As of July 2022, ChickTech staff has transitioned to the 4-day work week. We now work from Mondays to Thursdays with a three-day weekend beginning on Friday. This transition didn’t happen overnight. So in this blog post, we’ll tell you about how we did it and our reasons behind the shift. We’ll also share some tips for how you can advocate for a 4-day work week at your organization.
Setting ourselves up for success
Our journey began with understanding how many of our staff members used their unlimited Paid Time Off (PTO), a policy we implemented back when ChickTech was first created in 2012. What surprised us was that the lack of structure made everyone less likely to request time off from work. According to the Bureau of Labor Statistics, new hires get 10 days of PTO a year on average, which increases to 15 days a year after 5 years of service. Given that our policy allows for a higher-than-average amount of vacation time, we were expecting staff members to use it more. It was implemented because our staff members’ mental health and well-being are important to us. So, we made it our mission to find out what was preventing them from using it.
We met with staff members to learn what they needed to feel comfortable taking the time off. Some staff members needed help with offloading duties, but some needed to hear that it was ok to take a break. This led to us implementing Recess Days. Recess Days started out as a single day out of each month that staff members could schedule off. “It was our way of dipping our toes in the water—to see if it would encourage more time away from our desks and help us stay refreshed and energized in our work,” said Tonya Pieske, Director of People & Operations at ChickTech. But, it didn’t take us long to notice the impact that Recess Days had on everyone. Being able to take that day off allowed us to see an improvement in the mental health of staff members. And with that increase in mental health, staff members were able to adjust their schedules and workloads without too many issues. This experience is what led to our researching the 4-day week.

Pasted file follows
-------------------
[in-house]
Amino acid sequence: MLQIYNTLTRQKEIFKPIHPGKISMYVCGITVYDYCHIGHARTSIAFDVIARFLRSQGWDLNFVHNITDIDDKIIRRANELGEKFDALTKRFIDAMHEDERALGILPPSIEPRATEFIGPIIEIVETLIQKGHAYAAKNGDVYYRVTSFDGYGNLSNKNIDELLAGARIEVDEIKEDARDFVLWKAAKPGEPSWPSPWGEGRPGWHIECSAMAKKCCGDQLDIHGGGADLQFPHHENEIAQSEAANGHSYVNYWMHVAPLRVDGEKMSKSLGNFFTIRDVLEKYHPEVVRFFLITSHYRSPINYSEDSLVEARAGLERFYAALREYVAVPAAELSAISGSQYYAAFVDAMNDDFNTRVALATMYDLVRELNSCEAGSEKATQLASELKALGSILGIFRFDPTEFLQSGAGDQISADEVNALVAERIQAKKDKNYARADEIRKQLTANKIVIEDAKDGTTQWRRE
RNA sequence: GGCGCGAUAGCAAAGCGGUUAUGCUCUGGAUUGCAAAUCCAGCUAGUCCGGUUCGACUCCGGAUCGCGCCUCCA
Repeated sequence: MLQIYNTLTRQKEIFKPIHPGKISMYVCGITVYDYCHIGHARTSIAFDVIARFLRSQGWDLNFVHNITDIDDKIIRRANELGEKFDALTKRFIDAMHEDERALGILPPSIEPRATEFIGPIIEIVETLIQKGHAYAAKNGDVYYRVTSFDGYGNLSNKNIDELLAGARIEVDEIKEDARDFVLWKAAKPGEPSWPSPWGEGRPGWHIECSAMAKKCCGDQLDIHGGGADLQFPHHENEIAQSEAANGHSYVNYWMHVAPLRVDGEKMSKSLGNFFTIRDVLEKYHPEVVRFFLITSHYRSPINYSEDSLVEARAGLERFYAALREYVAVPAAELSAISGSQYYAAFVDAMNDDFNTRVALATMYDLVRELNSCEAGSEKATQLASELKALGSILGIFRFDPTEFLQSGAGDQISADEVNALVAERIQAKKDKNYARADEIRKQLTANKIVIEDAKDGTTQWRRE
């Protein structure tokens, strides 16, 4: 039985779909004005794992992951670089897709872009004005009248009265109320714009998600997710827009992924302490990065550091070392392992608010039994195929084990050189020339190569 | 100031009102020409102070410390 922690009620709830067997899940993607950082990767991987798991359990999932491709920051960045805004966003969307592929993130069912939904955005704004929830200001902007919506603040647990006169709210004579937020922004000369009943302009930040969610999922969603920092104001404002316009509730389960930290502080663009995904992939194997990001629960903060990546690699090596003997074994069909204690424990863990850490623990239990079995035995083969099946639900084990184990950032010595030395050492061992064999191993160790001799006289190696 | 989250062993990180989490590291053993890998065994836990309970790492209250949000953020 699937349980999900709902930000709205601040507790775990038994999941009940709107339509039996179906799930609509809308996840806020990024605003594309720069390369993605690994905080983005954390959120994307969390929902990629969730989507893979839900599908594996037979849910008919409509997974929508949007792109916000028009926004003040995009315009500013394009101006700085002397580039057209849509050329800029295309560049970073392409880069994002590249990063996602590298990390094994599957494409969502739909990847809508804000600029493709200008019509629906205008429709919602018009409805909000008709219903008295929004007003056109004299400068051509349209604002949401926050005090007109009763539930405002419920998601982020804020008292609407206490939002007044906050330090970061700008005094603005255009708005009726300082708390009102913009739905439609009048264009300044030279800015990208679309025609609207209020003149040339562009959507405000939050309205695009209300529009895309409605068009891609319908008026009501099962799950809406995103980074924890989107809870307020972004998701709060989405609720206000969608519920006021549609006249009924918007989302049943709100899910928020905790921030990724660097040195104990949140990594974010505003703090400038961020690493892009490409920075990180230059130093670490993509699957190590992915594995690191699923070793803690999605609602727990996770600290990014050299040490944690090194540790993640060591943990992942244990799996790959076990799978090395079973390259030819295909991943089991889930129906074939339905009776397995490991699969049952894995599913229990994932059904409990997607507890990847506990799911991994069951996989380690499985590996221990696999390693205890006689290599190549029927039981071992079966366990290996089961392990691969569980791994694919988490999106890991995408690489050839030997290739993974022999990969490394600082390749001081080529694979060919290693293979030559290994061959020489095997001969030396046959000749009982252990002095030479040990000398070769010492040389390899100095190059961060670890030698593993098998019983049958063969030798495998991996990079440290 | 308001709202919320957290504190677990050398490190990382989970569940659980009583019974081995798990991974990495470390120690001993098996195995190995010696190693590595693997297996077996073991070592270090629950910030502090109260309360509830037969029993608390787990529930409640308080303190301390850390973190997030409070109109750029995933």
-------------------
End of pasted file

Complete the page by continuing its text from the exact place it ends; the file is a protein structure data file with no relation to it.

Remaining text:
We did a lot of research to understand the benefits of the 4-day week and implement it in a sustainable way. This involved reading the experiences of companies like Microsoft Japan, Bolt, and Perpetual Guardian. Many of the studies and experiences we read were about the ways that the 4-day week contributed to a healthier work-life balance. They also informed our understanding of how the 4-day week increased the productivity and efficiency of the companies.
The 4-day week gave employees more time to handle personal responsibilities, which decreased the risk of burnout. During that extra day off, employees could spend their time doing household work and caretaking. But, they could also spend that time resting and allowing their energy levels to return to normal. Either way, that extra day off gave them more time to spend on the things that were important to them outside of work. So by the time they returned to work, they were less stressed and more productive and creative.
Taking the plunge
After seeing how the Recess Days impacted staff members, the benefits of the 4-day week seemed promising. We decided to move forward with the transition and began having meetings with staff members regarding their hopes and concerns about it. We also asked about what the transition might look like if we succeeded compared to if we failed. The communication didn’t stop there though. We had all staff members involved in every part of the process. Doing so helped us to make sure the 4-day week worked for everyone. It also helped us set clear boundaries and expectations that everyone could follow.